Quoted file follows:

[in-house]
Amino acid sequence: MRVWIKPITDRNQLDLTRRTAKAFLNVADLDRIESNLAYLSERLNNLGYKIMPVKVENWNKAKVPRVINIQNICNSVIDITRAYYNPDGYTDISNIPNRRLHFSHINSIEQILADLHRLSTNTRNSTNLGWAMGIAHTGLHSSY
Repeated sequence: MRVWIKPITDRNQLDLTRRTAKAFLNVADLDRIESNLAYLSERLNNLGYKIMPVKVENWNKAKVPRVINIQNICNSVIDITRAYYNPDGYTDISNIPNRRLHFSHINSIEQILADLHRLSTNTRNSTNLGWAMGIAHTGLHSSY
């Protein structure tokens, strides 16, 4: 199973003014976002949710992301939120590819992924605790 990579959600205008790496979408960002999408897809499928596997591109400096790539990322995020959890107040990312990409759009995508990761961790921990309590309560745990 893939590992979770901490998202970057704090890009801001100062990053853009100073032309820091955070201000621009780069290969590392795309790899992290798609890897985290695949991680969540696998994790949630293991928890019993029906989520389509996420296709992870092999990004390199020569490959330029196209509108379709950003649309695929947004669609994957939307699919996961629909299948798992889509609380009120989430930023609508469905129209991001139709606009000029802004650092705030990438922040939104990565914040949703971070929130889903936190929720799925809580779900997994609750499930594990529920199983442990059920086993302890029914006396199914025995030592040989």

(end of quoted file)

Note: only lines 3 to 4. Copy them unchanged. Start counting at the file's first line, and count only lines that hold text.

Repeated sequence: MRVWIKPITDRNQLDLTRRTAKAFLNVADLDRIESNLAYLSERLNNLGYKIMPVKVENWNKAKVPRVINIQNICNSVIDITRAYYNPDGYTDISNIPNRRLHFSHINSIEQILADLHRLSTNTRNSTNLGWAMGIAHTGLHSSY
């Protein structure tokens, strides 16, 4: 199973003014976002949710992301939120590819992924605790 990579959600205008790496979408960002999408897809499928596997591109400096790539990322995020959890107040990312990409759009995508990761961790921990309590309560745990 893939590992979770901490998202970057704090890009801001100062990053853009100073032309820091955070201000621009780069290969590392795309790899992290798609890897985290695949991680969540696998994790949630293991928890019993029906989520389509996420296709992870092999990004390199020569490959330029196209509108379709950003649309695929947004669609994957939307699919996961629909299948798992889509609380009120989430930023609508469905129209991001139709606009000029802004650092705030990438922040939104990565914040949703971070929130889903936190929720799925809580779900997994609750499930594990529920199983442990059920086993302890029914006396199914025995030592040989």